The road from the border to Ibarra was fantastic both in scenery and fun to ride factor. The bullet cam was out of juice which was too bad, I might have had more great road shots. I stopped for the night in Otavalo which is famous for it’s local market, in particular the Saturday market. I found secure parking and a private room w/ bath at Hostal Maria for only $7. It was also nice to not have to convert all the prices to U.S. dollars, as Ecuador uses the U.S. dollar as it’s currency. The only thing missing at the hostal was wifi, so I set off to find dinner, beers and some wifi. Each country so far has had what amounts to a “national beer” (or maybe 2 or 3), and Ecuador’s is called Pilsener. Of all the “national beers” I’ve had along the way, this is by far my favorite and is very drinkable….and that’s the excuse I’m using for drinking my body weight that night. I certainly paid the price the next morning…

Day 140 – Cali, CO to Pasto, CO

Day 140 – Cali, CO to Pasto, CO      01/08/10      Mileage: 248

I was up, packed and on the road at the crack of 10am this morning….not exactly the alpine start I wanted. Either way, I should still make it to Pasto which was my target for today. The road started out flat down the valley in which Cali lies, but soon started climbing back up into the mountains. The views were great and the road was even better. I put more pre-load on the Ricor shock this morning and it was paying dividends, as the KLR felt even better than yesterday.

Today I mounted the bullet camera above my left grip, so you’re seeing what my left hand sees…


Doing the misty mountain hop…

Pulling into Pasto, and out of the rainy mountains….

I pulled into Pasto around 4pm and spent the next hour trying to track down a room. I finally ended up at the Koala Inn, which was decent and only $13 for a room with a private bathroom.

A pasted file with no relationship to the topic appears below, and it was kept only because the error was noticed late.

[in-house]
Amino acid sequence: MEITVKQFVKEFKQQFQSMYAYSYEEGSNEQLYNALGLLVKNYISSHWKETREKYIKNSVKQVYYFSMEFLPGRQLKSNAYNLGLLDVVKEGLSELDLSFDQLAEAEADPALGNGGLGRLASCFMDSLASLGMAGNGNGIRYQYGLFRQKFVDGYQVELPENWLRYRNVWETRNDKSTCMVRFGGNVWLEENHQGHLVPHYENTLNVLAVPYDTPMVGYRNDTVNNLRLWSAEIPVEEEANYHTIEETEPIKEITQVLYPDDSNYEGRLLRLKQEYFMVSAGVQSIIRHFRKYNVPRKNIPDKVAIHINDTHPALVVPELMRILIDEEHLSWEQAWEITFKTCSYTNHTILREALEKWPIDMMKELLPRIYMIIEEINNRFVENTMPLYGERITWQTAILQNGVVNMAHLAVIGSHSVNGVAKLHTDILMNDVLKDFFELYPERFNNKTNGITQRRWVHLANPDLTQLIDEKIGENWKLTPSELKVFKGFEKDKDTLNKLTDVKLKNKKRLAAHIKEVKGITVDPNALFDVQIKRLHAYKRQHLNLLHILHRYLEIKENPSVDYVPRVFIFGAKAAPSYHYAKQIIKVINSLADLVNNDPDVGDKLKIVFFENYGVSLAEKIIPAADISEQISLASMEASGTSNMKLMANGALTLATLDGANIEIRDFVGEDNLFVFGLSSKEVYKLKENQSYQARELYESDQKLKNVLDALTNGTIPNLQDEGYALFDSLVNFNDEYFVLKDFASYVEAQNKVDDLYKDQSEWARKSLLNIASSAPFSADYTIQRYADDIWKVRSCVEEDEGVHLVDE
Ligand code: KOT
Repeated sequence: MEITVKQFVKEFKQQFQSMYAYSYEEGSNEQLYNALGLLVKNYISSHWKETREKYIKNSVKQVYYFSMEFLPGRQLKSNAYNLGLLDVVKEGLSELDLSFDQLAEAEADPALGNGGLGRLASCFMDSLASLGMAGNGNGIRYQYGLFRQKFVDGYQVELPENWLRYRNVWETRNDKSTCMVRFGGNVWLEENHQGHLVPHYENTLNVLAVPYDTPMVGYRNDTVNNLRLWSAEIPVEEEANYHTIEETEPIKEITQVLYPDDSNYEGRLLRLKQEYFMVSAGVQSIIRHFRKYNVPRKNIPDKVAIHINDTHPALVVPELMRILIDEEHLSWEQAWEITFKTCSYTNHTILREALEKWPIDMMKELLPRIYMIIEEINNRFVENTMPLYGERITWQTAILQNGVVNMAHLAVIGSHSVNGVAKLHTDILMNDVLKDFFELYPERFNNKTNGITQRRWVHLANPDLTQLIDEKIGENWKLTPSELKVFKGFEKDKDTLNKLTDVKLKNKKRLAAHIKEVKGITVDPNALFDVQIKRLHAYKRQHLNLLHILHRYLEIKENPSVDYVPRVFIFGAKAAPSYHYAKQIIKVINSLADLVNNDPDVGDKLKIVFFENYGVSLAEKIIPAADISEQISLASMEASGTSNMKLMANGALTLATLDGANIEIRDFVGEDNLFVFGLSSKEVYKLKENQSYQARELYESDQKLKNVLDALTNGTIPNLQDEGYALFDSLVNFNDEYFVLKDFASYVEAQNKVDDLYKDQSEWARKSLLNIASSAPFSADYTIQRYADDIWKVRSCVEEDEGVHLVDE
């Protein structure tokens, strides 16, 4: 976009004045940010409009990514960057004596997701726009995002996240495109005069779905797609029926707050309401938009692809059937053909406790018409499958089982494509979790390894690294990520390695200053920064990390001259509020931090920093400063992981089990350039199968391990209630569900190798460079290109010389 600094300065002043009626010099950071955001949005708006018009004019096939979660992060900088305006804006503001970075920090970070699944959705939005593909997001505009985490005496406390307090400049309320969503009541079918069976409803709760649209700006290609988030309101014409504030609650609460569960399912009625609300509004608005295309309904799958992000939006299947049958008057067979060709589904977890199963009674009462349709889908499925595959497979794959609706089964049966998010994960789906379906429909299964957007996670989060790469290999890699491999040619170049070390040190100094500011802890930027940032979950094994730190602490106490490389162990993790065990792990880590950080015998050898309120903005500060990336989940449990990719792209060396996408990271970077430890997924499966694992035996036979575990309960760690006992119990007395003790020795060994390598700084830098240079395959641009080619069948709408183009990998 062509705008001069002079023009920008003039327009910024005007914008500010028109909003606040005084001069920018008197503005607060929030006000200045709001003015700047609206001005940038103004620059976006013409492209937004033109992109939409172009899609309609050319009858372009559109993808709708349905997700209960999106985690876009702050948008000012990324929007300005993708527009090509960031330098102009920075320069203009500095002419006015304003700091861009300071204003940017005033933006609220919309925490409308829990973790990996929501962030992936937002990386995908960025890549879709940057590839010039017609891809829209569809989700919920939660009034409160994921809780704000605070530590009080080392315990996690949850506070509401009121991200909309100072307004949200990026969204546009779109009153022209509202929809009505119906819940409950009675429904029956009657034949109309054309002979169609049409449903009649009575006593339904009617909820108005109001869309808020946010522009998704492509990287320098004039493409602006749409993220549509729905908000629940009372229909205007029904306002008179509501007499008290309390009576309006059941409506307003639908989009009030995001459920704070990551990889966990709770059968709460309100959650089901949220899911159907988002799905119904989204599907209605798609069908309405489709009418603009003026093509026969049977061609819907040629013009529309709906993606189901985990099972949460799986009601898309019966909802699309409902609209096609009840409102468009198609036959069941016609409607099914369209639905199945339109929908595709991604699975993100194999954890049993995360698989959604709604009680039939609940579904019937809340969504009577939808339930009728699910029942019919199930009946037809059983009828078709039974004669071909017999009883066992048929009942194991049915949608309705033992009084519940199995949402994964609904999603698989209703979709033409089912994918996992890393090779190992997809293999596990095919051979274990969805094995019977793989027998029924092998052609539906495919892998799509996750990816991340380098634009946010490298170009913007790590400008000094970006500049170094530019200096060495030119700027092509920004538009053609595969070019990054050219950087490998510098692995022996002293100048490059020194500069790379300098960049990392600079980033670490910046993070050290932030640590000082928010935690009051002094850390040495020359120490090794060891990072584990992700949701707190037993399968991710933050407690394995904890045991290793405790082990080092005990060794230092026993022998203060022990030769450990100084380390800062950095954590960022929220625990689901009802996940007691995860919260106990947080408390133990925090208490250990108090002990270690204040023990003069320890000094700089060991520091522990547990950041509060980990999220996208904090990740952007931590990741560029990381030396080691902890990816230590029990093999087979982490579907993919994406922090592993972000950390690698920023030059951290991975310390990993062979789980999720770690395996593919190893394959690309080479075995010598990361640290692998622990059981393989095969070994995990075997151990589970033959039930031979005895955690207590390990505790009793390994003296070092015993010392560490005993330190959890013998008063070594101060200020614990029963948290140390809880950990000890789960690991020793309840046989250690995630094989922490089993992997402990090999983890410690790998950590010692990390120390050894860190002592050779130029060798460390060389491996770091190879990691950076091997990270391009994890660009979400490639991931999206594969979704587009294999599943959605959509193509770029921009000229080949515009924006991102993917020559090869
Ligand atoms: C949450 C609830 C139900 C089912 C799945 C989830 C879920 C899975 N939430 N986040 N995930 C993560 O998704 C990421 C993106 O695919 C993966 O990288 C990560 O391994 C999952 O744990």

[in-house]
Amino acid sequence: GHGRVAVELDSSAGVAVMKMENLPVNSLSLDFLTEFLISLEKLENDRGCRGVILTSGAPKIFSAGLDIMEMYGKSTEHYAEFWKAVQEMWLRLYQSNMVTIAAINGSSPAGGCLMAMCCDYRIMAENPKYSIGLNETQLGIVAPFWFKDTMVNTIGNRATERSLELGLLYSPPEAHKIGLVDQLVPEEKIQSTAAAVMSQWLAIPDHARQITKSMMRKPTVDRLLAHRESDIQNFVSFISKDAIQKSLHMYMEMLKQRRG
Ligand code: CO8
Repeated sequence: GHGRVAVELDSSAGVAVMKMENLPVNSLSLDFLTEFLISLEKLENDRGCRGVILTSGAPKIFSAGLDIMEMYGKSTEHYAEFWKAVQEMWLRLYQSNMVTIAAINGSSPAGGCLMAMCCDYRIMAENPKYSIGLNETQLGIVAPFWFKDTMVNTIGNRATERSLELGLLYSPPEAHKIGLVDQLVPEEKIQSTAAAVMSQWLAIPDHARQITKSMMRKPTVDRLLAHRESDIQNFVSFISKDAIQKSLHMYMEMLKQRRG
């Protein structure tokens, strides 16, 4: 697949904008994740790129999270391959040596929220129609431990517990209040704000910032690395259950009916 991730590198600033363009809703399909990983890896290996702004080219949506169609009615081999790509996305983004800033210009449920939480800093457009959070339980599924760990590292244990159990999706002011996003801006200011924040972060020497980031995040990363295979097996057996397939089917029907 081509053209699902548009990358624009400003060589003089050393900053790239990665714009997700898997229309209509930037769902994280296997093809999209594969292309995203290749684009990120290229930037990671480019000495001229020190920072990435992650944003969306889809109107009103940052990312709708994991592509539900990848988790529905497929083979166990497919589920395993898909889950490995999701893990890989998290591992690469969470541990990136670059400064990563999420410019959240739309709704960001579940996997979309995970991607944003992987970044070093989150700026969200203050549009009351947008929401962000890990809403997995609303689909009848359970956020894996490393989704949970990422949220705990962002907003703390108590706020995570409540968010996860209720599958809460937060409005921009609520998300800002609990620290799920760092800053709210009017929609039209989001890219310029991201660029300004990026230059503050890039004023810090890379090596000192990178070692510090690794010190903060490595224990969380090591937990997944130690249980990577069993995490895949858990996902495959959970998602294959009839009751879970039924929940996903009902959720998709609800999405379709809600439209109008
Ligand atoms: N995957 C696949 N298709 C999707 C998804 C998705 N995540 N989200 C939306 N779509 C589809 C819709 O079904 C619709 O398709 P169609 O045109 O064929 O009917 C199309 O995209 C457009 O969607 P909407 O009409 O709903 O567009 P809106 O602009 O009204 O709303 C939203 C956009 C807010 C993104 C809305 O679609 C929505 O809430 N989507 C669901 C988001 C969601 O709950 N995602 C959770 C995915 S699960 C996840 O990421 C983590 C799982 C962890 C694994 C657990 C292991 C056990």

After settling in, I walked around town for a bit and had a lite dinner.

When I returned to the room, I worked on the blog for a bit and the hit the hay. Tomorrow it will be on to Ecuador….country #12!

Day 139 – Medellin, CO to Cali, CO

Day 139 – Medellin, CO to Cali, CO      01/07/11      Mileage: 266

Today was a transit day down to Cali and half of that road I had already ridden, so it was not a super exciting day. So after chatting with Albert over coffee and saying goodbye to his attractive staff, I hit the road.

The one exiting thing today was getting to try out the new Ricor suspension parts with the bike loaded up. As expected, the suspension is way better than stock! First off, the ass end of the bike now sits up where it’s supposed to instead of sagging like it was. The next thing I noticed is that the bike felt 100 lbs lighter, partly I’m sure due to the steering head angle now being back where it should be because the back end is up where it’s supposed to be. A problem I noticed with the stock KLR shock is that the rear end bounced around and lost contact with the ground under power over bumps. Now, when I gas it over rough sections of road, the rear tire remains planted and hooked up with the road… and does not bounce around…amazing! This is all just on pavement…I can’t wait to get it off-road! OK granted, the KLR’s stock suspension is not very sophisticated, but holy crap what a difference! So I knew that the Ricor shock would be a substantial improvement over the squishy stock unit, but I was shocked (pardon the pun) at how well the Intiminator inertia valves improved the front forks. For adventure travel, I didn’t really have a problem with the front forks and I think they are adequate for the job at hand. However, the stock forks have three weaknesses in my opinion, they dive a lot under braking, do not absorb square edge bumps well and loose contact with the road over chattery sections of road because they can’t react fast enough. All of those problems were mostly eliminated with the Ricor Intiminators. They use 5 weight oil, much lighter than the stock oil, so the forks feel much more lively and are faster to react. When braking, the Intiminator valve remains closed limiting the front end dive. When the wheel hits a bump, the valve opens allowing the fork to compress much faster to absorb the bump. I know a tiny bit about inertia valves as the rear suspension of my Stumpjumper mountain bike also has an inertia valve they call “the Brain”, and I know how well that works! I’m looking forward to really testing the Ricor parts back in the dirt where it counts! Also, just for the record, this is my honest no BS assessment of the Ricor parts, sponsorship aside.